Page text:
According to a new ruling issued by the Federal Aviation Administration in the Federal Register, the drone registration number is now required to be marked on the outside of aircraft. The exact location where the registration number is to be marked or the size of the markings are not elaborated in the rule. It simply enunciates that the registration number should be easily visible upon visual examination of the drone’s exterior. The rule has been in effect since February 23, 2019. Drone operators were allowed to mark their registration number on the interior compartment of the machine such as a battery case.
But this was not appreciated by the law enforcement agencies in the wake of ever-increasing security threats posed by the use of drones. The FAA quite explicitly discussed the risk a hidden explosive device may pose to the first responders upon opening a drone’s interior compartment in search of the drone registration number.
Before the ruling was brought into effect, it was an Interim Final Rule, which means that the public had been invited to submit their opinion at this link and search for RIN 2120-AL32. The Federal Aviation Administration said in a prepared statement that such an Interim Final Rule is issued when a delay in the implementation of the rule is impractical, undesired, or in contradiction to the interest of the public at large.
The agency further said that in this situation, the authority had deemed it fitting to give more importance to mitigating the risk encountered by first responders in contrast to the unease caused by this ruling to drone operators.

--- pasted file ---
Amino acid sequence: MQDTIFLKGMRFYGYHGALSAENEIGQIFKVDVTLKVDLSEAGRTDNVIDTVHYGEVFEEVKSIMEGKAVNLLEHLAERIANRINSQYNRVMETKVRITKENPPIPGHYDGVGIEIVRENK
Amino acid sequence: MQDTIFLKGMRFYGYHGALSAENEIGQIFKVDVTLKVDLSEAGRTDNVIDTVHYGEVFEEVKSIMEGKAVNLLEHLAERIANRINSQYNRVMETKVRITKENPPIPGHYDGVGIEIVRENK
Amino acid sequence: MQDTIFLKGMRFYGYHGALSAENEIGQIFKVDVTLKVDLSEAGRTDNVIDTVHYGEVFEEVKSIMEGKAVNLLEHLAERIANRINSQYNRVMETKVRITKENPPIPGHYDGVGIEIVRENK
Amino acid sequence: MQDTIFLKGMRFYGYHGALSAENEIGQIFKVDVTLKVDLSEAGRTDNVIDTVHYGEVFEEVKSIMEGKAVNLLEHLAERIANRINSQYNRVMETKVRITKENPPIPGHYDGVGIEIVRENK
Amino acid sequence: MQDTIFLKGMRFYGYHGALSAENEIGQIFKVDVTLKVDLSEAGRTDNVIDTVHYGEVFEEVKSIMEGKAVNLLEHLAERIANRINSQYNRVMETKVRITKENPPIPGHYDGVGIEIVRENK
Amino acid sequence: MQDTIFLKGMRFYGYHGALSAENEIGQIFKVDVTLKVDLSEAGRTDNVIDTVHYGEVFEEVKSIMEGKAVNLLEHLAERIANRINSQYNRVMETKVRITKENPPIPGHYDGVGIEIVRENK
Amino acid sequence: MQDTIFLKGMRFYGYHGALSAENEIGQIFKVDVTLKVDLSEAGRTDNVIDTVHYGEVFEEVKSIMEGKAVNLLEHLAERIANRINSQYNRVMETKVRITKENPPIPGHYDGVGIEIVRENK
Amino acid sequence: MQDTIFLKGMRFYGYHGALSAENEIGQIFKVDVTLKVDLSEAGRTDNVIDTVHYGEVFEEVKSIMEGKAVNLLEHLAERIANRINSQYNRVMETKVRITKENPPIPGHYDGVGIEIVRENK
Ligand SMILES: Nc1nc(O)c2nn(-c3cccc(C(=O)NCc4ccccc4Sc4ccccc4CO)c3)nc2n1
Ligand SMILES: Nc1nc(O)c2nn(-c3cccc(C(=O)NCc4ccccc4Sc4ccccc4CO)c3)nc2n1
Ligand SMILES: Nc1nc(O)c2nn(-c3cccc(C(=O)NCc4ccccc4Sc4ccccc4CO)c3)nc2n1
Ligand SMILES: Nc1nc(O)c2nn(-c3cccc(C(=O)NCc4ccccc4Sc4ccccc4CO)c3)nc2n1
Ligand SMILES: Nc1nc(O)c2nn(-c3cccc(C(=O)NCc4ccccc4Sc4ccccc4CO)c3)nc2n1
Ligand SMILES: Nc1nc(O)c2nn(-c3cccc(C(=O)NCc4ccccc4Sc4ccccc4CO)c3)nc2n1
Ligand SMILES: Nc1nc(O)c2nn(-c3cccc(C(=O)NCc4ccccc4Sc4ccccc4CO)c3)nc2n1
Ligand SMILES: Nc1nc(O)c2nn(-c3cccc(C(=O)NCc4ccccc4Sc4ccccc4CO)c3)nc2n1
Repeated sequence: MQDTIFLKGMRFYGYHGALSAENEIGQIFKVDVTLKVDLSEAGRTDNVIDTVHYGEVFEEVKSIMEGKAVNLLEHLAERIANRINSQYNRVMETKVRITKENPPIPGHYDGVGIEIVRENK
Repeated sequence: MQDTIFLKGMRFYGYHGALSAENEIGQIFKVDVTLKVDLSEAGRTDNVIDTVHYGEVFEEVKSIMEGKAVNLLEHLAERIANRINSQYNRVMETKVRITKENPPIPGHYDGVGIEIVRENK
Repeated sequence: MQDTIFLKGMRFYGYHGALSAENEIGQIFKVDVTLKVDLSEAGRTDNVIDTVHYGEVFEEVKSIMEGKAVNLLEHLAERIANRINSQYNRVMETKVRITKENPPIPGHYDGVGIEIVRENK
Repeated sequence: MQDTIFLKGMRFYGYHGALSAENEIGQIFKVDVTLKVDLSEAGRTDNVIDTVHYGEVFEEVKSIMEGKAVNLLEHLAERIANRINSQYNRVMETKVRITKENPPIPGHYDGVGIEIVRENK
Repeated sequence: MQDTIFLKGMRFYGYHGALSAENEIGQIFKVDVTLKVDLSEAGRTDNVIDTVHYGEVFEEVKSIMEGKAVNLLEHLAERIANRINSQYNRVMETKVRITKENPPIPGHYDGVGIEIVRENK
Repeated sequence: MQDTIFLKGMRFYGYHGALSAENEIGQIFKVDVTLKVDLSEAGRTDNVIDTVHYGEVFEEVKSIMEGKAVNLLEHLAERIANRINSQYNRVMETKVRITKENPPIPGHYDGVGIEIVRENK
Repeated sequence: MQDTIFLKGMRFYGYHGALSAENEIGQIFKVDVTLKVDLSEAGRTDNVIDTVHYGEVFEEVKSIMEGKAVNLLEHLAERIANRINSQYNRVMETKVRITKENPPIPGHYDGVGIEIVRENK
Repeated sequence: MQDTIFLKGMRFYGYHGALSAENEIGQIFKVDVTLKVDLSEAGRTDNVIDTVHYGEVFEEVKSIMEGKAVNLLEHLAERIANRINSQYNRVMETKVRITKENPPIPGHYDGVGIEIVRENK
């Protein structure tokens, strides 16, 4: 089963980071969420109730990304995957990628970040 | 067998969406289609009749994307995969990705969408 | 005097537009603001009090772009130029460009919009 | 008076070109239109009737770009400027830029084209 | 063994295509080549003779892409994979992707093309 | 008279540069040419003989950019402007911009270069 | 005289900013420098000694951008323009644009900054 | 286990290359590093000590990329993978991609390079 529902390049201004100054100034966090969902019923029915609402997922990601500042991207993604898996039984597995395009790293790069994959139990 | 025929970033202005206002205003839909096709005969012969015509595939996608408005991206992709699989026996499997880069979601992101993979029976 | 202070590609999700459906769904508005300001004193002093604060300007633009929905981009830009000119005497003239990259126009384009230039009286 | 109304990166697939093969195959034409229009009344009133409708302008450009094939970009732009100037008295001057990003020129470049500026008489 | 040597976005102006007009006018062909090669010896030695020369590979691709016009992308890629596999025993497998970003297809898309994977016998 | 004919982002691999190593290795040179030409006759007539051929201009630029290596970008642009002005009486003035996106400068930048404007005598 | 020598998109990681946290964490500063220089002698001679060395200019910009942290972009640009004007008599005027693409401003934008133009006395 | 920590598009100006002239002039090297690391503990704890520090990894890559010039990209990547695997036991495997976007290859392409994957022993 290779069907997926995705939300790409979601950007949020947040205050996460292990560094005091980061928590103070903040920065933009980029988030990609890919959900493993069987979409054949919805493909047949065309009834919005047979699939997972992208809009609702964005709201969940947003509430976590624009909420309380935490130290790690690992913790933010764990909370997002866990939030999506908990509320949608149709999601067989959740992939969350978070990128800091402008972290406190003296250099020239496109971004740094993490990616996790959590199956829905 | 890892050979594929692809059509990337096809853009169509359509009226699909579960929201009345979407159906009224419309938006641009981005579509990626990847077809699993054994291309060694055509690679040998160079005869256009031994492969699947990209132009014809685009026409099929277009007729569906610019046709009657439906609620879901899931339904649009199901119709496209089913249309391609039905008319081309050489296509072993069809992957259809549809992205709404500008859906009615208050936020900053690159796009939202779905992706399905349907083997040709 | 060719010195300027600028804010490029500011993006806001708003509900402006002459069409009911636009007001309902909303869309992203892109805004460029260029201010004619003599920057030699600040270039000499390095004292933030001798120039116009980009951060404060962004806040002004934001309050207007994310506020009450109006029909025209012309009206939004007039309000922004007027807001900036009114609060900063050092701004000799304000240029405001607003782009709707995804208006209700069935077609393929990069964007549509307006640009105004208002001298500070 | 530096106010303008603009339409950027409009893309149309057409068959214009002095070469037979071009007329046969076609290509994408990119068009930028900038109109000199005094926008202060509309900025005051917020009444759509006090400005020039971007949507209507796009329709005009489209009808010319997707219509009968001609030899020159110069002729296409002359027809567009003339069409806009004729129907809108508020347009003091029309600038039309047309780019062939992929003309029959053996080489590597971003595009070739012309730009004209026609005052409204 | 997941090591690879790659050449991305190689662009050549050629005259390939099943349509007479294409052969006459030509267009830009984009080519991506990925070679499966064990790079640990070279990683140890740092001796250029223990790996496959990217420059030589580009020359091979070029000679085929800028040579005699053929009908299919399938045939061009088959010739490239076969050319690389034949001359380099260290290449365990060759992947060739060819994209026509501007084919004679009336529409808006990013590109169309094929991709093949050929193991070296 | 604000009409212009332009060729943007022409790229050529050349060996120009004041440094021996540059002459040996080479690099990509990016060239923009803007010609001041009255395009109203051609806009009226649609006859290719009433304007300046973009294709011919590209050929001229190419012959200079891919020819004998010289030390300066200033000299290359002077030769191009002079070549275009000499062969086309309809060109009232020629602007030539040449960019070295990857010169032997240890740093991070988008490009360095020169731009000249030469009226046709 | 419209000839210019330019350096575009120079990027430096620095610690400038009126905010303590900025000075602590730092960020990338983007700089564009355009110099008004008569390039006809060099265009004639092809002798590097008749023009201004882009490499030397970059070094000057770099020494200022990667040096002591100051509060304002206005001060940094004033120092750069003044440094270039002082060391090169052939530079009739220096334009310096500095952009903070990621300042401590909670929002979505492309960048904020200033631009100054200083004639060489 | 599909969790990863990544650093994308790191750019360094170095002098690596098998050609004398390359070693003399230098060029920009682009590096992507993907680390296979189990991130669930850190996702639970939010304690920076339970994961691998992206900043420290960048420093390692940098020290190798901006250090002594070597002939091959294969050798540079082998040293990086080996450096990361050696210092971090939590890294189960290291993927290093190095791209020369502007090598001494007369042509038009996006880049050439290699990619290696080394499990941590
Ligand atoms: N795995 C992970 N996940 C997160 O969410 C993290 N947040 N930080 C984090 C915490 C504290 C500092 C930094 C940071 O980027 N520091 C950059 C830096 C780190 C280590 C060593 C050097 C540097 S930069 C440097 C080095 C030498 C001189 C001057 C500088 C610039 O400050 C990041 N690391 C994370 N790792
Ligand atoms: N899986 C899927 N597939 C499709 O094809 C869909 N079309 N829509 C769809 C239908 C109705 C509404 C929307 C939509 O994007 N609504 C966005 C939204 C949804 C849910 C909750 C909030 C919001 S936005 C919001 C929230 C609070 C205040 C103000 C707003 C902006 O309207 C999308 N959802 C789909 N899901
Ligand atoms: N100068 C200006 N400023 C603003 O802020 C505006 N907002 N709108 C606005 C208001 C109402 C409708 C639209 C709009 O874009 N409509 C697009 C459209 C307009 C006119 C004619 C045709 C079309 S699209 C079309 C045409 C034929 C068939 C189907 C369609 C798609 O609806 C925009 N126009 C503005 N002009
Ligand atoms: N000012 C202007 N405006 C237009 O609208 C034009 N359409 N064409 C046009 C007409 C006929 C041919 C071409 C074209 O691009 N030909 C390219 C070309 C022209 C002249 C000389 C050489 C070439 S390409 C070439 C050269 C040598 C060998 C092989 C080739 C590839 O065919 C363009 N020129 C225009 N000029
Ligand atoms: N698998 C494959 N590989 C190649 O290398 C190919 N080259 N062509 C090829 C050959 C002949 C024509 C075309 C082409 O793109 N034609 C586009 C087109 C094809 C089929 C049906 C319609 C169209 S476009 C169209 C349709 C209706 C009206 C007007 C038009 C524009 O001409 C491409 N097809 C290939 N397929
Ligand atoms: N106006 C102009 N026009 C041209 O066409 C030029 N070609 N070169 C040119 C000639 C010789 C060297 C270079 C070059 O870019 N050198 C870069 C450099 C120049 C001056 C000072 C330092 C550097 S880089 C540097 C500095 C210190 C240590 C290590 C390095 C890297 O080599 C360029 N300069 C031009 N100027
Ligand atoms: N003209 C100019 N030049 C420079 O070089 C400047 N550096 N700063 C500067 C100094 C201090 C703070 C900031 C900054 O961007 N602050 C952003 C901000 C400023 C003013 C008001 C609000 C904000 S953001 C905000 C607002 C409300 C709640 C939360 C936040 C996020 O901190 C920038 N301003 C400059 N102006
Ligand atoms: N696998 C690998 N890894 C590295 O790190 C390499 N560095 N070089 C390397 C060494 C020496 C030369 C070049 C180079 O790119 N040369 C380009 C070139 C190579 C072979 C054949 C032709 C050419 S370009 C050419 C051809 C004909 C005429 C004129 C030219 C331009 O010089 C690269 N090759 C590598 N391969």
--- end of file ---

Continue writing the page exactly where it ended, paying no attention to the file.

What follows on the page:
The rules and regulations forged by the FAA are always being chopped and changed, often to the annoyance of drone operators. The program was initiated in December 2015 and required drone hobbyists to get their aircrafts registered through the FAA website for a $5 fee. A unique identification number was then issued to the drone pilots which was required to be pasted on their machine. Almost 300,000 drone operators got themselves registered during the first month of the program.
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However, in May, 2017, an Appeals court in a reference to the FAA Modernization and Reform Act 2012, abrogated the requirement imposed on drone hobbyists to get their machines registered. The said Act stated that the FAA must abstain from issuing any ruling with regard to a model aircraft.The rule was again reinstated in December 2017 by virtue of the National Defense Authorization Act.The drone registration requirement was formulated in a bid to assist law enforcement apparatus to identify the owners of drones with malafide intent but it has proved to be obfuscating and rather controversial. Some drone operators are of the view that the ruling had been put in place as a reaction to events such as a drone crash near the White House in 2015 despite the fact that the drone pilot in that instant had voluntarily come forward.
Colin Snow, the founder of drone research firm Skylogic Research, said in a post that the law enforcement agencies want to be able to identify the owner of the drone registration number in case of any rogue behavior but if someone wants to use a drone for criminal purposes, why would they get it registered in the first place? There have been instances where drones were seen to be flying too close to airports with the aircrafts taking off or over fires where first responders needed to clear the area. A crashing drone resulted in severe injury to an 18-year-old boy’s eye. Scam drone registration websites have spawned on the internet after the promulgation of this rule.
Websites such as FederalDroneRegistration.com and FAADroneZones.com claim to be official FAA drone registration platforms but they charge a hefty registration fee of $200 instead of the nominal fee of $5.
At the moment, all pilots are required to get their drones registered. Ensure that you do not end up paying more than $5 for the registration. According to the statistics released by the FAA, there are more than one million registered drones in the country.